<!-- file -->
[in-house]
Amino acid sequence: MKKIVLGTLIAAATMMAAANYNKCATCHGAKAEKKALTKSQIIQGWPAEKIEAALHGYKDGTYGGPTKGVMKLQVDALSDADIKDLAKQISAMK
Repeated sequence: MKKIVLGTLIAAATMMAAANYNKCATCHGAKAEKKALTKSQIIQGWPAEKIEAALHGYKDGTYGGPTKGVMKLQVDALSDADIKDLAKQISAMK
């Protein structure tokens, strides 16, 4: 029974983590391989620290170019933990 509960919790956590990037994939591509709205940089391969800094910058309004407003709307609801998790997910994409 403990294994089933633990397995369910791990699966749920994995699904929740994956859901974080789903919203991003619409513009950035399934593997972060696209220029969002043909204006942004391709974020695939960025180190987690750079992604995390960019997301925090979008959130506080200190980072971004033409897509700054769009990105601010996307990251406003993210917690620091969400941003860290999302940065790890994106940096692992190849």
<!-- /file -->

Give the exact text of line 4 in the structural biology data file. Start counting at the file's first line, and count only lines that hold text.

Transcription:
């Protein structure tokens, strides 16, 4: 029974983590391989620290170019933990 509960919790956590990037994939591509709205940089391969800094910058309004407003709307609801998790997910994409 403990294994089933633990397995369910791990699966749920994995699904929740994956859901974080789903919203991003619409513009950035399934593997972060696209220029969002043909204006942004391709974020695939960025180190987690750079992604995390960019997301925090979008959130506080200190980072971004033409897509700054769009990105601010996307990251406003993210917690620091969400941003860290999302940065790890994106940096692992190849």